Q: We have been renovating our house for the past few years and there's now light at the end of the tunnel. However, we've just had a run-in with the builder over the latest bill. They've added-in materials that we've actually bought and paid for and have charged us for some jobs, such as tiling the utility room floor, that we are doing ourselves. The whole job has taken so long and there have been so many problems that we've lost all trust in them and just want them out of our sight. But this row is threatening to prolong the agony. We've calculated that they're overcharging us by about £5,000 but they refuse to budge. I'm worried that if we make too much of a fuss they won't finish the job and we'll be left high and dry yet I don't feel that I can let things go as it will seem as if we're accepting their version of events. What's the best way forward? TR
A: Building work always takes longer, is much more messy and stressful, and costs more than anyone imagines. Are you sure the builders are deliberately trying to charge for things they haven't paid for or done?
You will have been given receipts for materials you've bought and if you don't have them, unless you paid in cash, you should be able to look through your bank accounts and credit card statements to track down the relevant amounts. If all else fails ask the companies you bought from for copies. Gather all the relevant paperwork and ask for a meeting with the main person on the job. Be polite but firm but don't set out to apportion blame. With the receipts in front of you go through the bill, item by item, and reiterate the jobs that you are intending to do yourself. At the end of the process many of the points will have been cleared up. Any problems that are left outstanding should be easier to resolve because you've had a reasonable discussion. You may find that trust is restored and the job can be finished with no further disagreements. Make sure everyone knows what they're doing and who is paying for what.
If the relationship doesn't improve and you feel that you don't want this particular firm to finish the job make sure they're paid for the work they have done and materials they have bought. If you have overpaid and are owed money you will need to continue to negotiate for that to be returned.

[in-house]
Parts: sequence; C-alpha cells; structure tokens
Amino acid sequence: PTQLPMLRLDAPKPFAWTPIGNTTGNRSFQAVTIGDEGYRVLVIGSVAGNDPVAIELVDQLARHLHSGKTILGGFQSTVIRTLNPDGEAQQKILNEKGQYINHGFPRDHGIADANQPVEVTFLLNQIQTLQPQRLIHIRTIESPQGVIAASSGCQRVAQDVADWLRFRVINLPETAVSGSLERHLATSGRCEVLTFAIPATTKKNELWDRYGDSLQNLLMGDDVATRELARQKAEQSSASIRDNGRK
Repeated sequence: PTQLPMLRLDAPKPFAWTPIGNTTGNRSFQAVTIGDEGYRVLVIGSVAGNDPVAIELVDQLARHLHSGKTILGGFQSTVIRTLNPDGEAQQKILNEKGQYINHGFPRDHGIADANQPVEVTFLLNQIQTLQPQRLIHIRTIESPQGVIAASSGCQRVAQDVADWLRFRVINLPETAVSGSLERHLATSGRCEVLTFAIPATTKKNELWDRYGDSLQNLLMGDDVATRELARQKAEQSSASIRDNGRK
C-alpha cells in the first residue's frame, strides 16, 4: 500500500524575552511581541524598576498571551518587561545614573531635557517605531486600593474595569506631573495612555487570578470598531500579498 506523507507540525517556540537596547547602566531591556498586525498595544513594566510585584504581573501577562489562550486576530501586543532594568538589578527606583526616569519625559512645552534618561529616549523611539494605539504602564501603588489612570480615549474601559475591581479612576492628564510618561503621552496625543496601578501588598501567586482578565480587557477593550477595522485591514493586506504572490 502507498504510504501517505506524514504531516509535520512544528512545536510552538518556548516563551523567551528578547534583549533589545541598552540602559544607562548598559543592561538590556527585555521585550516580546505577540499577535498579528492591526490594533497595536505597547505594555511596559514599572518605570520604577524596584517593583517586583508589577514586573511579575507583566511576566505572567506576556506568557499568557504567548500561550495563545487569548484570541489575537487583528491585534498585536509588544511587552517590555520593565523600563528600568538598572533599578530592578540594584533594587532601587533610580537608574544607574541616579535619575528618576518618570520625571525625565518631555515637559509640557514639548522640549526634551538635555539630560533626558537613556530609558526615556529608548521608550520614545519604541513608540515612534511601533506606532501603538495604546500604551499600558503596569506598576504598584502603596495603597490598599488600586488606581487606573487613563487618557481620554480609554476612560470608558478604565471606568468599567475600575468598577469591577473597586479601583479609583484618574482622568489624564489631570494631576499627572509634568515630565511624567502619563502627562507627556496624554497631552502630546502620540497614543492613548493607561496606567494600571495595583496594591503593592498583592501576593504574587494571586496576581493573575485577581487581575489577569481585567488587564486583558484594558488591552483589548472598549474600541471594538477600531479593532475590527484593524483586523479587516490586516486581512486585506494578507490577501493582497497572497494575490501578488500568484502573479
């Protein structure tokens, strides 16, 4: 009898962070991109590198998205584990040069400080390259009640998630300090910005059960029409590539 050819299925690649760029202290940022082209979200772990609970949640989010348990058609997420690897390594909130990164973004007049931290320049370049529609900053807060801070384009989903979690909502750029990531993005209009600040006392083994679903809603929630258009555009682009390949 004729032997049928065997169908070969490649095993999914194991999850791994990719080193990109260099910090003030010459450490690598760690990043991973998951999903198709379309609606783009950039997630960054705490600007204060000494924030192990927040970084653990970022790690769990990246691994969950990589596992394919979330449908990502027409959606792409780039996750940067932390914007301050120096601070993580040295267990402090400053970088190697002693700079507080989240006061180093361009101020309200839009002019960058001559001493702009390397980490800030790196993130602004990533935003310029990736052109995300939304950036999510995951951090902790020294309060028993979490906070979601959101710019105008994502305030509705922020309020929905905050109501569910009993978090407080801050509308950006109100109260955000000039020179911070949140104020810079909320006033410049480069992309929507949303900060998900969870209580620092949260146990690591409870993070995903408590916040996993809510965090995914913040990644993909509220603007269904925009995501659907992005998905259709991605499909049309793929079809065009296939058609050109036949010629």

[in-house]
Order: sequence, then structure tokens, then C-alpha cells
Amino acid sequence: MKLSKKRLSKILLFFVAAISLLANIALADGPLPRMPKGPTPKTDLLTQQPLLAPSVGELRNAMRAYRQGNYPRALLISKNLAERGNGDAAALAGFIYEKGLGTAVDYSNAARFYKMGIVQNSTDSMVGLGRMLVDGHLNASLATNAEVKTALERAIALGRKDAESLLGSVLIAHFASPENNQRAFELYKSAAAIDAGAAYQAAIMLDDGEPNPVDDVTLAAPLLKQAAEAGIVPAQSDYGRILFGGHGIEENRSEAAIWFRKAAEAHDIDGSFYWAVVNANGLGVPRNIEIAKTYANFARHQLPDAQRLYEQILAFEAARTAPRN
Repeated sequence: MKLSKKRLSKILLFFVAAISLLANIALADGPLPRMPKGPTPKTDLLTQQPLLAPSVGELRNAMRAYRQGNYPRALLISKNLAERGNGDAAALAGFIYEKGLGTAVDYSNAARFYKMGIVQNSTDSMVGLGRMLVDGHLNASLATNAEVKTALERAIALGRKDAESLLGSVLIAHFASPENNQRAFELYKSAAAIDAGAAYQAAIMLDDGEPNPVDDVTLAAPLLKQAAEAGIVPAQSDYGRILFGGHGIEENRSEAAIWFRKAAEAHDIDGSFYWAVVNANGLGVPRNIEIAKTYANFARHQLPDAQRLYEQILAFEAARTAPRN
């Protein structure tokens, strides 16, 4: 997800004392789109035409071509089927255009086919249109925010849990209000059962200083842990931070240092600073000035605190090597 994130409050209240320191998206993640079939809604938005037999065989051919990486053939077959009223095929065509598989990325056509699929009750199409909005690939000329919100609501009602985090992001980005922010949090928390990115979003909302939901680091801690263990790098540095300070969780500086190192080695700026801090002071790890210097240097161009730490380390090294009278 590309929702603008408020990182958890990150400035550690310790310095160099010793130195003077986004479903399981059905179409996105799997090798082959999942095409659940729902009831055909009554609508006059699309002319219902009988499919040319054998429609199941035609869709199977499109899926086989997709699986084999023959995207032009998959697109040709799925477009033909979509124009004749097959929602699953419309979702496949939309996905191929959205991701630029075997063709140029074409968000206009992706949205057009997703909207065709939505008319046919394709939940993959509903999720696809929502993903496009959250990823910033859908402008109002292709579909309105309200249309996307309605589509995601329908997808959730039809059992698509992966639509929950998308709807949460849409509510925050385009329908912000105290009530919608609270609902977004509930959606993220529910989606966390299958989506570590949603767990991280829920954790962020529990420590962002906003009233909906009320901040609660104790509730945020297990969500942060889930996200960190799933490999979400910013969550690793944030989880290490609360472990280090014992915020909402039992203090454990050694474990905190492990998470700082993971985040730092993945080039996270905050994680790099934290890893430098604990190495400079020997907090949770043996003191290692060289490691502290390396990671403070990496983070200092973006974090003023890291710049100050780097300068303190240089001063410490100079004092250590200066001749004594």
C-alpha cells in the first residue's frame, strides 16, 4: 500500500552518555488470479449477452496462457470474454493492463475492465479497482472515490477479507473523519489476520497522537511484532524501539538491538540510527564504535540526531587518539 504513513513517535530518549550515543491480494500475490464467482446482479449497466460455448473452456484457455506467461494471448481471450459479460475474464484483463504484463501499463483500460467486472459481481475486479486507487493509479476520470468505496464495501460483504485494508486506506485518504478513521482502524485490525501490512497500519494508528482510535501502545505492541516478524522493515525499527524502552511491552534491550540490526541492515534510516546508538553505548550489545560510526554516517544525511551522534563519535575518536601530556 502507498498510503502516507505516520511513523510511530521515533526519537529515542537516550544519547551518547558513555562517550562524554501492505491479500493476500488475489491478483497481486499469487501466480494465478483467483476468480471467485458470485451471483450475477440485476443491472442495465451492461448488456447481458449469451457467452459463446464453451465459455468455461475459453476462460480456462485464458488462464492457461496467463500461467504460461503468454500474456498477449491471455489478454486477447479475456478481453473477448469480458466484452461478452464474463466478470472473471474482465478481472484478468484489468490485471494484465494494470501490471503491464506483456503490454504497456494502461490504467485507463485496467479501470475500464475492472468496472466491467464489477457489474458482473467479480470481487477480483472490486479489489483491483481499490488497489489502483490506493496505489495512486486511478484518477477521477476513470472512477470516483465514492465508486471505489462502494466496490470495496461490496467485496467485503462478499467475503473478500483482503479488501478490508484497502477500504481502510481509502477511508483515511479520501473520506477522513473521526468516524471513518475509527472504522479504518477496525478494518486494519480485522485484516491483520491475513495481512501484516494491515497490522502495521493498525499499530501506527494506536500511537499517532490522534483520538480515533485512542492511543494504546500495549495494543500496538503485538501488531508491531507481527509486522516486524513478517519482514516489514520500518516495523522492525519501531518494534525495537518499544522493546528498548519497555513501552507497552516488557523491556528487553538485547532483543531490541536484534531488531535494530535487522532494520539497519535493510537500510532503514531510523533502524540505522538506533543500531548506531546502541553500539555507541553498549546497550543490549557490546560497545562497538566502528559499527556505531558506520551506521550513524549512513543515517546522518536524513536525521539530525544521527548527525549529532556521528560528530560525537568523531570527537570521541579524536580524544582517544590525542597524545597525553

Ultimately if there's stalemate you may have to enlist the help of your local Trading Standards Department. The last resort is to claim for any money still owed in the County Court. Because the amount in dispute is less than £5,000 you can use the small claims procedure which isn't too expensive. You can bring your own case but you will have to prove you are right and the builder is wrong.
Q: I cancelled the direct debit for my gym membership when we moved house three months ago but the company has taken two more subscriptions so far. I've been in touch and told them this was a mistake and they keep promising to change their records and refund the money but, so far, they haven't. Given that I have also been in touch with my bank why do they keep paying out? What do I have to do to get this sorted out? FK
A: If you contacted your bank before a payment was due but the payment was still made, it is regarded as an unauthorised transaction. You should get a full refund.
The problem with direct debits is that people often tell the bank to stop making the payments without telling the company (in your case the gym) that you won't be needing their services in future. If the bank hasn't adjusted its records a payment can then be made by mistake.
When you want to cancel a direct debit you need to speak to the firm your payments go to and to the bank. This sounds like a failure of systems rather than a conspiracy to rip you off. Write to both the company and the bank and if you don't get a satisfactory result ask for details of the bank's complaints system.
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